PLoS Medicine: Health system performance for people with diabetes in 28 low- and middle-income countries

3 March, 2019

'There is a large unmet need for diabetes care that reflects the need for a greater investment of health resources to strengthen systems of care for this disease. Given that diabetes is considered a tracer condition for examining health systems, these findings also indicate that many countries face challenges in achieving universal health coverage... To the best of our knowledge, this study provides the first empirical analysis of health system performance for management of diabetes across LMICs in multiple geographic regions.' So conclude the authors of this new paper in PLoS Medicine. 'Total unmet need for diabetes care (defined as the sum of those not tested, tested but undiagnosed, diagnosed but untreated, and treated but with diabetes not controlled) was high, at 77%'

Below are the citation and author summary. Full text here: https://journals.plos.org/plosmedicine/article?id=10.1371/journal.pmed.1...

CITATION: Health system performance for people with diabetes in 28 low- and middle-income countries: A cross-sectional study of nationally representative surveys.

Jennifer Manne-Goehler, Pascal Geldsetzer, Kokou Agoudavi, Glennis Andall-Brereton, Krishna K. Aryal, Brice Wilfried Bicaba, Pascal Bovet, Garry Brian, Maria Dorobantu, Gladwell Gathecha, Mongal Singh Gurung, David Guwatudde, Mohamed Msaidie... Lindsay M. Jaacks

PLoS Medicine - Published: March 1, 2019

https://doi.org/10.1371/journal.pmed.1002751

AUTHOR SUMMARY

Why was this study done?

- Diabetes is a growing problem in low-income and middle-income countries, which already carry about 75% of the global diabetes burden, but there is limited evidence to guide policymaking in these settings.

- Prior studies have analyzed the cascade of care for diabetes in single-country or subnational contexts, but to our knowledge there have been no prior multi-country analyses on this subject.

- This study analyzes nationally representative data regarding health system performance for people who have diabetes, as defined by biological criteria, across a spectrum of levels of economic development.

What did the researchers do and find?

- We harmonized nationally representative population-based survey data from 28 low-income and middle-income countries in 4 geographic regions, and used these data to construct the diabetes care cascade stratified by individual factors and national income.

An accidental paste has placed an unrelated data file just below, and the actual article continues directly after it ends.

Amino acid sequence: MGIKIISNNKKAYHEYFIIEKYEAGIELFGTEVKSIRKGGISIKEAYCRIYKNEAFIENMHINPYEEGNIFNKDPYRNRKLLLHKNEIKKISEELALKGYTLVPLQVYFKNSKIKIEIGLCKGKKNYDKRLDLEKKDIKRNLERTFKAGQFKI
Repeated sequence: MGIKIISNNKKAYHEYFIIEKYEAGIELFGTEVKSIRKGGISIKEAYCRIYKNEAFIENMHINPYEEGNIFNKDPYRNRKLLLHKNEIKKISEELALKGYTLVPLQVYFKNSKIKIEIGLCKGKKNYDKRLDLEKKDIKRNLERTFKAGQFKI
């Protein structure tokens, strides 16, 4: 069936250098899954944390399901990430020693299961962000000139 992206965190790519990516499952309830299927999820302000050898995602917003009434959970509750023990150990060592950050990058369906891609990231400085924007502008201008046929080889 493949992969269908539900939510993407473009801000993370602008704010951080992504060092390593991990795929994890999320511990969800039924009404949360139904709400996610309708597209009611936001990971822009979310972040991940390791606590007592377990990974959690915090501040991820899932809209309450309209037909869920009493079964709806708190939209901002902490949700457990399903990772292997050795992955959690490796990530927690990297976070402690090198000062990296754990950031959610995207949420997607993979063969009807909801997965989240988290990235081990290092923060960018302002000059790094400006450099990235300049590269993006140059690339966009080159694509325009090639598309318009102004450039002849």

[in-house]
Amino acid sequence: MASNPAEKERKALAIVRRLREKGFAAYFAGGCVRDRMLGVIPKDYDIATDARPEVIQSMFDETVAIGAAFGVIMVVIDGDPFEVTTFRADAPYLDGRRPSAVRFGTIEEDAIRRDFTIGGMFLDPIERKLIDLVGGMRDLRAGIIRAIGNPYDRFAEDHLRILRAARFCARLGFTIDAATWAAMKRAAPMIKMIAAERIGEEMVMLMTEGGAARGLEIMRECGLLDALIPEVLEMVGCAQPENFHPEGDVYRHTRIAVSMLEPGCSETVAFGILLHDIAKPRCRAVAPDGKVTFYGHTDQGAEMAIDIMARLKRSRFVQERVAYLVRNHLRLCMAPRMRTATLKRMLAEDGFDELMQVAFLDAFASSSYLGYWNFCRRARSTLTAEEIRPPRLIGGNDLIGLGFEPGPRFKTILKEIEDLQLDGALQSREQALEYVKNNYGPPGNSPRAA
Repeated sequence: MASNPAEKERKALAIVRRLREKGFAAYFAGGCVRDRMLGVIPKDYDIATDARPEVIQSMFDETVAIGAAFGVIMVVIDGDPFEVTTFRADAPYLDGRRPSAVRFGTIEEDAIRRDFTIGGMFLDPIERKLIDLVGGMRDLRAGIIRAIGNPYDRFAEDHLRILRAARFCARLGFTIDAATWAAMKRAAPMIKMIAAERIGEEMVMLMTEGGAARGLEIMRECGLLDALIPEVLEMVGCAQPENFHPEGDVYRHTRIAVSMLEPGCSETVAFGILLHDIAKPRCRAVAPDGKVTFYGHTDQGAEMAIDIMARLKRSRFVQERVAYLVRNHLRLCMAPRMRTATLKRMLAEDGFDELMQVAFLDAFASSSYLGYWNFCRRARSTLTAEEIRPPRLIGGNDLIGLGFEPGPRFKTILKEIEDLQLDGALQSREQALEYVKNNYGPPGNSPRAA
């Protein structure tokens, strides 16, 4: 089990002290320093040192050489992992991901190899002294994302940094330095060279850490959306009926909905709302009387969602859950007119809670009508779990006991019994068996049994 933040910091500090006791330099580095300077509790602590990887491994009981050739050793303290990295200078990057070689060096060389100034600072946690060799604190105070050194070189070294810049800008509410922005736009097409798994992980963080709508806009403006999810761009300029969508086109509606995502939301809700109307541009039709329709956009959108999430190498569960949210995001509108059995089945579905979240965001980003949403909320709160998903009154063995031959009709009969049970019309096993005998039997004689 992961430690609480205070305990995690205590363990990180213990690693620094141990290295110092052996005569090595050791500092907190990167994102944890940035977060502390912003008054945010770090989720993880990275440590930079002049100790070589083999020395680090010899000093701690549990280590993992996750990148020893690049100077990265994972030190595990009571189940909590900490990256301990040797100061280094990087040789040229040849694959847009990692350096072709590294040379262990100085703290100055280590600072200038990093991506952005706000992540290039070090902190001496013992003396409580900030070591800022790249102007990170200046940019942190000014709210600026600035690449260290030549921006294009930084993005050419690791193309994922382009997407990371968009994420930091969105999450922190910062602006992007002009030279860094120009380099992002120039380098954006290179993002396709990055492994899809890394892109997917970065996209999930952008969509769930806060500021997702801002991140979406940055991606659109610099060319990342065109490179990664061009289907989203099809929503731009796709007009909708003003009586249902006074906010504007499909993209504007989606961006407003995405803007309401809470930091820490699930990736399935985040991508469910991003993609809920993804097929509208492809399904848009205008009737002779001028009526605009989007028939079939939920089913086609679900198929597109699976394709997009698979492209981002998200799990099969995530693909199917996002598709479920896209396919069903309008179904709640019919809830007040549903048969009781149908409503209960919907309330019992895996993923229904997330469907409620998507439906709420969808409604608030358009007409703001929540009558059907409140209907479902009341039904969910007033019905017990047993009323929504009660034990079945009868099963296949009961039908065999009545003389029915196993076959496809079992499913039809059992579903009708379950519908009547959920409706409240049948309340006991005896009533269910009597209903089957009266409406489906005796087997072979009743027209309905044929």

- In this sample of over 800,000 adults, the overall prevalence of diabetes was 8.8% (95% CI: 8.2%–9.5%), of which 4.8% (95% CI: 4.5%–5.2%) was undiagnosed.

- In this study, we found that health system performance for diabetes showed large losses to care at the stage of detection (63.4% [95% CI: 56.7%–69.6%]) and low rates of diabetes control (22.8% [95% CI: 20.9%–24.9%]).

- Total unmet need for diabetes care (defined as the sum of undetected, detected but undiagnosed, diagnosed but untreated, and treated but not controlled diabetes) was 77.0% (95% CI: 74.9%–78.9%).

- Performance along the care cascade was better in upper-middle-income countries, but across all World Bank income groups, only 16%–25% of those with diabetes achieved diabetes control.

- Increasing age, educational attainment, and overweight or obesity were associated with higher odds of being tested, treated, and achieving control.

What do these findings mean?

- There is a large unmet need for diabetes care that reflects the need for a greater investment of health resources to strengthen systems of care for this disease.

- Given that diabetes is considered a tracer condition for examining health systems, these findings also indicate that many countries face challenges in achieving universal health coverage.

Best wishes, Neil

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HIFA profile: Neil Pakenham-Walsh is coordinator of the HIFA global health campaign (Healthcare Information For All - www.hifa.org ), a global community with more than 19,000 members in 177 countries, interacting on six global forums in four languages. Twitter: @hifa_org FB: facebook.com/HIFAdotORG neil@hifa.org